Friedreich’s Ataxia (FRDA) is a rare inherited disease where the nerve fiber degeneration leads to impaired muscle coordination that worsens over time. Published data on cognition in Friedreich’s Ataxia in children only includes natural history data from three studies.
Given cerebellar involvement in the disorder, data from two boys ages 13 and 16 with genetically-confirmed FRDA are presented with particular attention to motor coordination and executive functions. In addition, social-emotional/behavioral difficulties are also discussed.
JCB is a 13-year-old boy with FRDA and 933 GAA repeats on both alleles. PS is a 16-year-old boy with two expanded FXN genes with repeat sizes of approximately 930 and 705 (+/- 50). Both boys completed comprehensive neuropsychological evaluations by this writer following referral from their care team.
Measured full scale IQ (FSIQ) for both PS and JCB fell in the impaired range (SS<80); however, intellectual functioning was negatively impacted by fine motor deficits, which likely affected timed measures in the visual-spatial and processing speed domains. Use of the General Ability Index, which does not include processing speed, likely more accurately estimates actual thinking skills, which for both boys instead fell in the Low Average range (SS>=80). Both PS and JCB also displayed neurocognitive deficits in aspects of non-motor thinking skills, including higher order aspects of executive functioning (i.e., cognitive inhibitory control, planning/organization). Social-emotional functioning was also affected. For PS, parent report indicated concern for depression. Self-report indicated concern for school/teacher problems, social stress, and weak interpersonal relations. For JCB, parent report indicated concern for hyperactivity, conduct problems, attention problems, and day-to-day executive functioning problems. Self-report indicated concern related to teachers and low self-esteem.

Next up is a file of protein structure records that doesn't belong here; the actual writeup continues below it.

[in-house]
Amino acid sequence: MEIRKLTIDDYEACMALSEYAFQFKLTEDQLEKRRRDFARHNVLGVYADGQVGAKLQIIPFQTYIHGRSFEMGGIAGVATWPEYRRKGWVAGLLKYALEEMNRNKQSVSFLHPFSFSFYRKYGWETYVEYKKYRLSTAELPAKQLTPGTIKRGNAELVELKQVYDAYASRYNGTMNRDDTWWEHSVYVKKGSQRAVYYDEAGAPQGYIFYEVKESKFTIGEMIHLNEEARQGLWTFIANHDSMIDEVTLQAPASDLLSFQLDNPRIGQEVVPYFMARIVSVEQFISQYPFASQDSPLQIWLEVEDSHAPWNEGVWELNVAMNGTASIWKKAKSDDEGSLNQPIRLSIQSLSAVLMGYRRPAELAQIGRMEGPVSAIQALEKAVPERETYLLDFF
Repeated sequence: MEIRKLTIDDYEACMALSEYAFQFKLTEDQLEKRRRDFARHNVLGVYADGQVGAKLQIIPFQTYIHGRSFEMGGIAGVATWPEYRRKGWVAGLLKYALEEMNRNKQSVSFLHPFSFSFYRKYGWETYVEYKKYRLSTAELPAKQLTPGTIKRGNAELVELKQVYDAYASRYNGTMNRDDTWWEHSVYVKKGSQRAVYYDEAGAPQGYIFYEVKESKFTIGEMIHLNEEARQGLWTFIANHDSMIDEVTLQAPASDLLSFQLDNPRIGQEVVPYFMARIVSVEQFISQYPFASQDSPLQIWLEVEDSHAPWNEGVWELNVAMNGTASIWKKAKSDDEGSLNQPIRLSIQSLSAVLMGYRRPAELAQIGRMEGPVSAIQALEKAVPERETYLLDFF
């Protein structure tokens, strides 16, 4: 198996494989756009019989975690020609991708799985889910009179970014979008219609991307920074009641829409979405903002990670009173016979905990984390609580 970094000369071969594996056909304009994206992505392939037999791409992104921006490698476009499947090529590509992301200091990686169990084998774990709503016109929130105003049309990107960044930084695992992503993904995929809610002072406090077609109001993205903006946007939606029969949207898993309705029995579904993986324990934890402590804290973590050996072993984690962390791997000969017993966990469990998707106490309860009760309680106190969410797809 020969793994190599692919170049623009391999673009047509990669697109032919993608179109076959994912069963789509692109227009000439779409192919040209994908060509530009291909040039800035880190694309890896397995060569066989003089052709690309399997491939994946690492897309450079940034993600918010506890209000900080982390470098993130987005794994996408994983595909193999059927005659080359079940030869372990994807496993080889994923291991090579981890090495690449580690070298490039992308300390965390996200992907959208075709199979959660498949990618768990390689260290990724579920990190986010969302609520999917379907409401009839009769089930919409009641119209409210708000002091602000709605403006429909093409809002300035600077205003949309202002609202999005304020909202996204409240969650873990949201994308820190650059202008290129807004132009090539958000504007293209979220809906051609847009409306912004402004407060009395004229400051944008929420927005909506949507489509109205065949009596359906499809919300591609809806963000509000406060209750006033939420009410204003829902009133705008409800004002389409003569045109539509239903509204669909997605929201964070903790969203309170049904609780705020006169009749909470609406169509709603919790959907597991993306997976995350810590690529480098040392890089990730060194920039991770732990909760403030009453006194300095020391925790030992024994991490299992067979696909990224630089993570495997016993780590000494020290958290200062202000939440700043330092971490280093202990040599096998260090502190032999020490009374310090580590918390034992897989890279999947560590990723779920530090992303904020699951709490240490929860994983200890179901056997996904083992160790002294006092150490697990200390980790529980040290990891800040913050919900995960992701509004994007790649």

Comprehensive neuropsychological assessment is important natural history data for children with FRDA. Children display deficits in aspects of thinking and fine motor skills that are consistent with cerebellar involvement. Importantly, fine motor deficits artificially lower estimated IQ; however, even when limiting the inclusion of measures with high motor demands, intellectual functioning remains around 1 standard deviation below age-expectations. In addition to reduced intellectual functioning, children with FRDA are at risk for learning disabilities and ADHD. In the absence of ADHD, children with FRDA may still manifest with problems in aspects of executive functioning. School problems are common. Younger children may have difficulties with self-esteem while older youth report increased social struggles.